All of this comfort with the audience, built through human relationships, brings with it a greater emotional connection in the musicians, and more complex and nuanced musicality along with it.
It also impacts the audience.
I vividly remember a performance years ago of Olivier Messiaen’s, Quartet for the End of Time, written during the composer’s time in a German Concentration Camp, and debuted by fellow prisoners in the camp itself. The intense emotional energy in the room was thick and palpable – something that happens only when an audience and ensemble are willing to be vulnerable with their emotions.
The third reason is the environment of the performances themselves.
Answer this question honestly – how often do you find yourself among neighbors, in a quiet, dark space without the piercing blue glow of screens or clamor of notifications?
We all have a habit of romanticizing the time before smartphones and social media. The landscape of the 20th century certainly had less pings and beeps, but the human attention span has always been evolved to notice the quick movements and slight distractions that, in another time, could warn us of approaching predators.
That being said, it is rare these days to give yourself the space to be contemplative and fully immersed in an experience.
Even for a generation that is said to prefer experiences over assets, my generational peers are so often distracted by the cacophony of breaking news or incoming work emails that many of us seem to be losing the focus muscle altogether. For me, this lack of focus and constant stimulation seems to sap my ability to slow down and be intentional with my life.
When I was running the festival, we developed a somewhat radical Ensemble-in-Residence program – each year it features the wind quintet WindSync – that brought chamber music to street corners, bars, and impromptu locations throughout the city. I distinctly remember the euphoria of getting concerts out of the hall. But as I have aged, and my life has gotten more complex, challenging, and emotional, I have found myself increasingly reverent for the calm quiet of a concert hall.
So, for a few hours this August, I am grateful to have a chance to be in a space where everything is done with extraordinary intention. Surrounded by melodies and harmonies that span centuries, I can truly forget about the constant idling of my 21st century attention span. I can be attentive, among people I care about, sharing in the unique experience that is chamber music.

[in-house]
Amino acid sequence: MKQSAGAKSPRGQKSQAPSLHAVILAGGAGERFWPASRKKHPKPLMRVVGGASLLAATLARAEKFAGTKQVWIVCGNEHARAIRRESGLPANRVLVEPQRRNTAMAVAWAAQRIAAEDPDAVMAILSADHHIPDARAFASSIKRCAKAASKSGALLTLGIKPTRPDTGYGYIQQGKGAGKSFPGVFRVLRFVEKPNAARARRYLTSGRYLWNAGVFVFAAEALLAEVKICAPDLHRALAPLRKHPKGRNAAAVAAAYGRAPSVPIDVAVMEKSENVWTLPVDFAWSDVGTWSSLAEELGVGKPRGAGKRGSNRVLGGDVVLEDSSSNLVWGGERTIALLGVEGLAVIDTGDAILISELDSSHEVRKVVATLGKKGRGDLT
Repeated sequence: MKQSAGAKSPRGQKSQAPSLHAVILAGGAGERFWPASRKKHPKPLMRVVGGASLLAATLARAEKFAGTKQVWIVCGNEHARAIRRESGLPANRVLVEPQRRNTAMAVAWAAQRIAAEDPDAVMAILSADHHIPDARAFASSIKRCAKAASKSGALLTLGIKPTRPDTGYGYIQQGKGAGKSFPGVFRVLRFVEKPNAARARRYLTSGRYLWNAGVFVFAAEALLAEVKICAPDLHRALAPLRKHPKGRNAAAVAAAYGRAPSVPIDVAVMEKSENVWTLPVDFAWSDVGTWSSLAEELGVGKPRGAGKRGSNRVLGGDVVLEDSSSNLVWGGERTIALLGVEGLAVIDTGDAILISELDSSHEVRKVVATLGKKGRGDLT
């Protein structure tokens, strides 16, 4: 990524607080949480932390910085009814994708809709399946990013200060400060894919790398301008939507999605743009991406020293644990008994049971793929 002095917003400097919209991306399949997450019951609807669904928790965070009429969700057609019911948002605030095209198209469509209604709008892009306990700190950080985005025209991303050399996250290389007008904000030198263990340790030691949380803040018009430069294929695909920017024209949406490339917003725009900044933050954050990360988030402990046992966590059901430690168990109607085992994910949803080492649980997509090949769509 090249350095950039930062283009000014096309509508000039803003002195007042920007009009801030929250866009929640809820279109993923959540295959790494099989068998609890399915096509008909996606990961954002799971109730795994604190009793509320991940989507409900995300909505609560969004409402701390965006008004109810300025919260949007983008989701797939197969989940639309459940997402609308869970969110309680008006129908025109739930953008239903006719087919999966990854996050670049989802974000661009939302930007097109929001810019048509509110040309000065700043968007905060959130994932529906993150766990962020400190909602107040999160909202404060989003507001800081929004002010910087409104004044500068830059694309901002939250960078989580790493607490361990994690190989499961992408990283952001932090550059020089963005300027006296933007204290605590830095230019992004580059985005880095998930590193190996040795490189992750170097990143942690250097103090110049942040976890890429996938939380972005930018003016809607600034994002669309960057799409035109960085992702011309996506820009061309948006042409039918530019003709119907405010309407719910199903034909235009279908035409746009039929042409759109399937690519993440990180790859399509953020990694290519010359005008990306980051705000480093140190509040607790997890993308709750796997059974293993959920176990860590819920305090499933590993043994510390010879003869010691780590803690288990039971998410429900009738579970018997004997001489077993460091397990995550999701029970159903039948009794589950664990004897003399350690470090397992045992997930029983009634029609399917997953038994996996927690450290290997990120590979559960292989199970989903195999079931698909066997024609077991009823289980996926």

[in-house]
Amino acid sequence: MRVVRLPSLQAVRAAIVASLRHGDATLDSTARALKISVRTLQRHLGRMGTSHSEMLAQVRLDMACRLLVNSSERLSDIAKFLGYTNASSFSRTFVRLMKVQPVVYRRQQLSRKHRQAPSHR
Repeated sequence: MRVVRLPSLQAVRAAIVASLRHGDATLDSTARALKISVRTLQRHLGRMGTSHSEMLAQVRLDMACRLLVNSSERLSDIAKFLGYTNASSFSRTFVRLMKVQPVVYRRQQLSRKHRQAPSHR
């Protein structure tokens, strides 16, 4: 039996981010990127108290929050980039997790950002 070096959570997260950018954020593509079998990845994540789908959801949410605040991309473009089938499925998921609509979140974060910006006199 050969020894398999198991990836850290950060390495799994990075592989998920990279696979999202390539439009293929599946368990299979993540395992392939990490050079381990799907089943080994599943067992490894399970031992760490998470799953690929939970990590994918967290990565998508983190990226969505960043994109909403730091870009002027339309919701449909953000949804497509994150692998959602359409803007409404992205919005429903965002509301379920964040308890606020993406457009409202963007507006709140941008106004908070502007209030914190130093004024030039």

The monasterial stillness of a chamber music performance is something not to be missed in 2018, the year of distraction.
And we are lucky to be able to experience this through a world-class chamber music festival like ours.
Ours is a festival that clearly understands and draws from the tapestry of its musical influences and legacies, and asserts the potential for chamber music to rejoin popular music. It programs standards of chamber music repertoire, but brings in artists from outside genres to collaborate. It pulls the music out of the hall and onto street corners – but it still allows the tradition of the dark, intentional space (that I so love) to continue.
I may be prohibitively biased in regards to chamber music – and particularly this festival – but I do believe that all of our 2018’s could be improved with the stillness of witnessing this music. Why not spend that time among friends and neighbors, experiencing it together? You may think that I am surrendering to my sentimentality for art form, but then again, maybe my life could be improved with a little more sentimentality and fewer strong opinions.
Richard Young is former Executive Director of the Chamber Music Festival of Lexington. He currently serves on the festival’s board of directors.